In the never-ending war against corrosion, advances in coating technologies for the prevention of damage to metal substrates are constantly being sought. Recent developments in vapor (or volatile) corrosion inhibiting (VCI) coatings are therefore very welcome. VCI coatings can be formulated for both temporary and long-term corrosion protection according to application need. Water-based VCI coatings are also now available that can provide enhanced corrosion protection even at very low film thicknesses, allowing cost savings through the reduction of material and labor usage, and environmental benefits through lower VOC and toxicity.

Conventional corrosion protection coatings contain sacrificial metals [zinc, aluminum, zinc oxide (ZnO), modified ZnO, calcium ion-exchanged amorphous silica gel] or inorganic corrosion inhibiting pigments (chromates) that may contain toxic substances, settle, react with coating resins and often require the use of wetting agents that can reduce performance. In addition, the large relative size of these particles can leave gaps in the coating and allow the inception of micro-corrosion, according to Julie Holmquist, content writer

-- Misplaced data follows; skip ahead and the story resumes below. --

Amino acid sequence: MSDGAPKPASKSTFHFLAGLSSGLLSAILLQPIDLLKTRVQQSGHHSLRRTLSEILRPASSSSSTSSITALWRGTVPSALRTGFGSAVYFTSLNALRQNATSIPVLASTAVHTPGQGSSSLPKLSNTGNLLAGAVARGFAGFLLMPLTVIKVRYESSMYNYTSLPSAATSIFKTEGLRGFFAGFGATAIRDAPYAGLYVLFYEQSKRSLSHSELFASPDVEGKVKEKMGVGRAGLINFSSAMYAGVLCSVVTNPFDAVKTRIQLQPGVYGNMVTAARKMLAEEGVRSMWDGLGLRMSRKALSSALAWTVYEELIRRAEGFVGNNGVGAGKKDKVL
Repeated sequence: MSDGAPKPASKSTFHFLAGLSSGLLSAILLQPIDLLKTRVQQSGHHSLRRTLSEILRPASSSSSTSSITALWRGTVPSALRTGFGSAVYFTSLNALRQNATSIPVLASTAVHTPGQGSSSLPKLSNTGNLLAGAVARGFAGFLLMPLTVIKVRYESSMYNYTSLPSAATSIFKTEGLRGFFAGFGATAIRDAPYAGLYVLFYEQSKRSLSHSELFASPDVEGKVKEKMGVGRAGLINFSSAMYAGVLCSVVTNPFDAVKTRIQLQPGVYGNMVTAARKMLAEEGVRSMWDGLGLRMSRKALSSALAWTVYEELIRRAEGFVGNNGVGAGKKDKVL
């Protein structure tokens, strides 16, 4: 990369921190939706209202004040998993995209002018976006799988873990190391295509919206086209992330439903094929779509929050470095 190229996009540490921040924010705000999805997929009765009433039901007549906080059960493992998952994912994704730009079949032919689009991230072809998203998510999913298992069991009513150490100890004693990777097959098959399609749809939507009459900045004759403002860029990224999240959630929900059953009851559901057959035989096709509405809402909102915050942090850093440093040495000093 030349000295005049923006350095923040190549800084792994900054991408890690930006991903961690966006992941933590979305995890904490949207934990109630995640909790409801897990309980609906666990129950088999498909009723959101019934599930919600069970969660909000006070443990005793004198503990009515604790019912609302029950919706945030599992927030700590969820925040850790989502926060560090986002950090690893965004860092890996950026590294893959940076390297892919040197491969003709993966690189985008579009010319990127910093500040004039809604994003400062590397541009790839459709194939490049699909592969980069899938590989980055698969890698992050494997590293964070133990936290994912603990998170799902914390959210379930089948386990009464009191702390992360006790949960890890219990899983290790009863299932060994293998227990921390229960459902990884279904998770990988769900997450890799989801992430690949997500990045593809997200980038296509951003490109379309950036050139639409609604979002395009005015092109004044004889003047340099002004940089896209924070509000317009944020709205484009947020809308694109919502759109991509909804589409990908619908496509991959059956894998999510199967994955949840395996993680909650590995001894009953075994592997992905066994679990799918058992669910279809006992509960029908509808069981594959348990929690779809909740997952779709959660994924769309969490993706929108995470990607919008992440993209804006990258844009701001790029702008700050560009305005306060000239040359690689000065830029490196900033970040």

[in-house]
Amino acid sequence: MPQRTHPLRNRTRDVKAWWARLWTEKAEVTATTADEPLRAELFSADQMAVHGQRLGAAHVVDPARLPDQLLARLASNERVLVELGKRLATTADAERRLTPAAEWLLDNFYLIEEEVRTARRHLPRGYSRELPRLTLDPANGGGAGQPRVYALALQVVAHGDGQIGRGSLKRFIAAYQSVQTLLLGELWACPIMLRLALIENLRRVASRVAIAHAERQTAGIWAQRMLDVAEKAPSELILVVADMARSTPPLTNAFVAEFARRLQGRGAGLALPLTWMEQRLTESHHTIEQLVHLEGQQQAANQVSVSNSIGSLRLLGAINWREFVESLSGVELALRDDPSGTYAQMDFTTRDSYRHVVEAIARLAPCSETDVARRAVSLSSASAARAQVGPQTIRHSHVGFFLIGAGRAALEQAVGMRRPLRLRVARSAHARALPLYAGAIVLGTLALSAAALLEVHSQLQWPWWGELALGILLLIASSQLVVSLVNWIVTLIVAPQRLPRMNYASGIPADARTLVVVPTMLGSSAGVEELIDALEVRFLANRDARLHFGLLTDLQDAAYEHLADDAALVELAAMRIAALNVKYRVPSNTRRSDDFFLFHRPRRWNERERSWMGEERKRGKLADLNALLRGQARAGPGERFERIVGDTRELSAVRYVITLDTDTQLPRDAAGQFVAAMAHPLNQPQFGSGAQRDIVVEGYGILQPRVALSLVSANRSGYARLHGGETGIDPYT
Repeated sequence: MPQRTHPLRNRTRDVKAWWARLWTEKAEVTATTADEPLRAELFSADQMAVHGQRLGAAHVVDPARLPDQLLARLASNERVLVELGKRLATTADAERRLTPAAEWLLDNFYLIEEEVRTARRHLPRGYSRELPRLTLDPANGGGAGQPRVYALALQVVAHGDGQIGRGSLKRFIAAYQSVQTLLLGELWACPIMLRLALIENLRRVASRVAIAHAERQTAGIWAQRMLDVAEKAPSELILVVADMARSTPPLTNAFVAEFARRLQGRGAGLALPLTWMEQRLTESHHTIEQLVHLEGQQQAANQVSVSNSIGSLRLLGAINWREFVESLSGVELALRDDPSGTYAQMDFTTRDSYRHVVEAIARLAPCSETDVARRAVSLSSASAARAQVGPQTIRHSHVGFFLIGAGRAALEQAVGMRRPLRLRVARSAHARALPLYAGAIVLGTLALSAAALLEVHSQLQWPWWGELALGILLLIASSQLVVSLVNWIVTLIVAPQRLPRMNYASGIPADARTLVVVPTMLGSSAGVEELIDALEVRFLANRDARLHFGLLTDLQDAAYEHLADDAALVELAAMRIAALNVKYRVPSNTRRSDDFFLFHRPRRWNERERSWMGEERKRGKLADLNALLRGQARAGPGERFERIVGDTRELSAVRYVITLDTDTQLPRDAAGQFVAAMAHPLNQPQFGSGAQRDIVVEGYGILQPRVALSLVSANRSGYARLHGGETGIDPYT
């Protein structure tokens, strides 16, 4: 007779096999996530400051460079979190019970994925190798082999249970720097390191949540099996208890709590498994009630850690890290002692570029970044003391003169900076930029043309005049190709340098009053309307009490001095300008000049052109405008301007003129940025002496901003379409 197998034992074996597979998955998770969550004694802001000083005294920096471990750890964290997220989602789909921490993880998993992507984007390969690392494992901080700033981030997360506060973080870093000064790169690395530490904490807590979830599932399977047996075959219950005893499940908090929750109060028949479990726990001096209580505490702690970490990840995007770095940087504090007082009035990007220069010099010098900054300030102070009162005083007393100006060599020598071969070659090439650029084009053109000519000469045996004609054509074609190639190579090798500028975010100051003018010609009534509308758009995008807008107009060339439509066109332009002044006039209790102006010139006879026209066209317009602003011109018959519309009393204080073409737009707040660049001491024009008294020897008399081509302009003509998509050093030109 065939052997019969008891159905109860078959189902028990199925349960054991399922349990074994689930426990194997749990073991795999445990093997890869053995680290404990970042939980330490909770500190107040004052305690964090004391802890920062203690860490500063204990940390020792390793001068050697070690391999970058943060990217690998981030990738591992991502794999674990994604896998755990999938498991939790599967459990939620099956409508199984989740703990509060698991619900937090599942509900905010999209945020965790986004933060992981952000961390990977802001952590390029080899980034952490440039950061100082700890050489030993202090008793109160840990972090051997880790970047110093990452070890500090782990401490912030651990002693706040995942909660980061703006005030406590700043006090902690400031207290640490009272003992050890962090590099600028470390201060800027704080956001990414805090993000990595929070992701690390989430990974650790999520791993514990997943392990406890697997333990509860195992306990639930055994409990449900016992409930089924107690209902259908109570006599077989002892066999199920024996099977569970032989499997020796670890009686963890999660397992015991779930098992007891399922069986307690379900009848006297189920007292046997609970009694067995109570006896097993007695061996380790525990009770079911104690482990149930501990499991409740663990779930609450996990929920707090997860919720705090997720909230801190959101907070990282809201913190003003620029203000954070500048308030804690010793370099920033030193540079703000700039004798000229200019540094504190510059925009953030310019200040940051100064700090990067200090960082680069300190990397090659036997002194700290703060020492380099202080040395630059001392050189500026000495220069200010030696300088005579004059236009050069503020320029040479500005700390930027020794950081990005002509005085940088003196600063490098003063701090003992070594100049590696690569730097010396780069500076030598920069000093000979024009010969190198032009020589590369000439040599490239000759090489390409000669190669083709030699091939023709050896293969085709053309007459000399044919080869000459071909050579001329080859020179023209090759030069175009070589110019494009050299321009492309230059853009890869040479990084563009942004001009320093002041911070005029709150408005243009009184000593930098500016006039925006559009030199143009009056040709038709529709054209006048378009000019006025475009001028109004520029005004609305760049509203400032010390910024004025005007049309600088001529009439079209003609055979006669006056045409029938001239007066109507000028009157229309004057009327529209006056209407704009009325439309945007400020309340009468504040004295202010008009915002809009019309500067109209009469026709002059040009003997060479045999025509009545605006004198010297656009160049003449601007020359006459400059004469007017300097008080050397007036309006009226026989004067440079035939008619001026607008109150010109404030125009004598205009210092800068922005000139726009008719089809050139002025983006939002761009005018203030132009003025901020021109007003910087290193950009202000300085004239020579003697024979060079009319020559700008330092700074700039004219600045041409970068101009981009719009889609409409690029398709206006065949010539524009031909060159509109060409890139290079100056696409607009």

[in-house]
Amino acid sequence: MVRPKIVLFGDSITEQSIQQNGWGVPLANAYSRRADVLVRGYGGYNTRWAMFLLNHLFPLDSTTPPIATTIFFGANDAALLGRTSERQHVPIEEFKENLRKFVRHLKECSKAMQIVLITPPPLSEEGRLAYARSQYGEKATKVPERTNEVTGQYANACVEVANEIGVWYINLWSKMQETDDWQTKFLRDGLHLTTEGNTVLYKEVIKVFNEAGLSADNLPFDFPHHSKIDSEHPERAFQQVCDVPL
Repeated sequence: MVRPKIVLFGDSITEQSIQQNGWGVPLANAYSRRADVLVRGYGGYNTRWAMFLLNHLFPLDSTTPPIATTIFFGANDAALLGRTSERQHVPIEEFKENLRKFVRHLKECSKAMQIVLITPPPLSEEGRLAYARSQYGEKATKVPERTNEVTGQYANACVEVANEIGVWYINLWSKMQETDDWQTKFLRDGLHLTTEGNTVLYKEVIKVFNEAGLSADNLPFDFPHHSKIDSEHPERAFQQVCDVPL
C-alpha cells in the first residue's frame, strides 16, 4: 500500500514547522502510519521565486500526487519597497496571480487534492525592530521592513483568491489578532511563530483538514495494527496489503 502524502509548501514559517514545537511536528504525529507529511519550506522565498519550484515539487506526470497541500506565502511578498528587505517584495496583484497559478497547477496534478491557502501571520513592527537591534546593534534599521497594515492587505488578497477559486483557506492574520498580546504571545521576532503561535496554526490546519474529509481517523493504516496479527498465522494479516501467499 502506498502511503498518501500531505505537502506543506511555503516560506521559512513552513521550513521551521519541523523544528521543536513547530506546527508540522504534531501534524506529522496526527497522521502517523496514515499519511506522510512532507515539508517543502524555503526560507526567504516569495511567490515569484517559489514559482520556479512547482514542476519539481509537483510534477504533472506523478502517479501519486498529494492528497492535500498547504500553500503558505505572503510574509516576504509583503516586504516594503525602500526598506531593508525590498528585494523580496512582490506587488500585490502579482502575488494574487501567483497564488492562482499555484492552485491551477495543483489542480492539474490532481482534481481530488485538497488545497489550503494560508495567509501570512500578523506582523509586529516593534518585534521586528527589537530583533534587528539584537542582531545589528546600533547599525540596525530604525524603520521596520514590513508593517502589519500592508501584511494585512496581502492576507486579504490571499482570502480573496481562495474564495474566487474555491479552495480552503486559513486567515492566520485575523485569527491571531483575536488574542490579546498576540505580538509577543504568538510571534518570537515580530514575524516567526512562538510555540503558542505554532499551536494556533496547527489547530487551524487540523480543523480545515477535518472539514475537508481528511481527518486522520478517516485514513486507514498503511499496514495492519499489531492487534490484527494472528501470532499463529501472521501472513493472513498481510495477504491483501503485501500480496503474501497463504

with Cortec® Corporation. Once micro-corrosion has started, she notes that it can spread and cause coating failure.

Vapor corrosion inhibitors are, on the other hand, organic compounds, typically amines, that have electrons that can interact strongly with the polar metal surface and hydrophobic regions that repel water. VCIs incorporated into coatings adsorb onto the metal surface in which they are applied, forming a continuous, self-healing, hydrophobic layer of protection that prevents air and moisture from reaching the substrate. VCIs migrate into voids and micro-cavities beneath the coating, protecting against micro-corrosion and discouraging corrosion “creep”  when a VCI coating is scratched or otherwise damaged. The ability of VCIs to evaporate, diffuse, and adsorb onto metal surfaces allows coatings with extra VCI to be applied to enclosed spaces (e.g., pipe internals) to protect surfaces easily missed during coating application.